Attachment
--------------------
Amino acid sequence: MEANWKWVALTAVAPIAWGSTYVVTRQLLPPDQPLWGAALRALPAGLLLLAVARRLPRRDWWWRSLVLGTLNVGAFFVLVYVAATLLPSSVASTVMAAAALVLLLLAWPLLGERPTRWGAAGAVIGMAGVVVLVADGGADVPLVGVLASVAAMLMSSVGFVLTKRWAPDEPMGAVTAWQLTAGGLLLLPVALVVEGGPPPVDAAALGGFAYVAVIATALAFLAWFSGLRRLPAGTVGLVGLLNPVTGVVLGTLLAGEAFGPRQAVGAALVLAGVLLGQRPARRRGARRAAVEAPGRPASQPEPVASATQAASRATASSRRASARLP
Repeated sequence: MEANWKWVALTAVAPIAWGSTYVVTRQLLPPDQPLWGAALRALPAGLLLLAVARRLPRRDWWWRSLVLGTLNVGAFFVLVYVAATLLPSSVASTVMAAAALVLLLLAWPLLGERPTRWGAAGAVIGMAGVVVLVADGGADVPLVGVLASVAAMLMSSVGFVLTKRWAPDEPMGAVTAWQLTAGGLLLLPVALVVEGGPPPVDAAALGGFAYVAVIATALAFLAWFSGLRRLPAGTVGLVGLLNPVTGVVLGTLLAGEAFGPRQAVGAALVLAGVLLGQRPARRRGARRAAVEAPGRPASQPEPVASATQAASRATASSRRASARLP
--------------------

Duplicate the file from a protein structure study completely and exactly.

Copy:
Amino acid sequence: MEANWKWVALTAVAPIAWGSTYVVTRQLLPPDQPLWGAALRALPAGLLLLAVARRLPRRDWWWRSLVLGTLNVGAFFVLVYVAATLLPSSVASTVMAAAALVLLLLAWPLLGERPTRWGAAGAVIGMAGVVVLVADGGADVPLVGVLASVAAMLMSSVGFVLTKRWAPDEPMGAVTAWQLTAGGLLLLPVALVVEGGPPPVDAAALGGFAYVAVIATALAFLAWFSGLRRLPAGTVGLVGLLNPVTGVVLGTLLAGEAFGPRQAVGAALVLAGVLLGQRPARRRGARRAAVEAPGRPASQPEPVASATQAASRATASSRRASARLP
Repeated sequence: MEANWKWVALTAVAPIAWGSTYVVTRQLLPPDQPLWGAALRALPAGLLLLAVARRLPRRDWWWRSLVLGTLNVGAFFVLVYVAATLLPSSVASTVMAAAALVLLLLAWPLLGERPTRWGAAGAVIGMAGVVVLVADGGADVPLVGVLASVAAMLMSSVGFVLTKRWAPDEPMGAVTAWQLTAGGLLLLPVALVVEGGPPPVDAAALGGFAYVAVIATALAFLAWFSGLRRLPAGTVGLVGLLNPVTGVVLGTLLAGEAFGPRQAVGAALVLAGVLLGQRPARRRGARRAAVEAPGRPASQPEPVASATQAASRATASSRRASARLP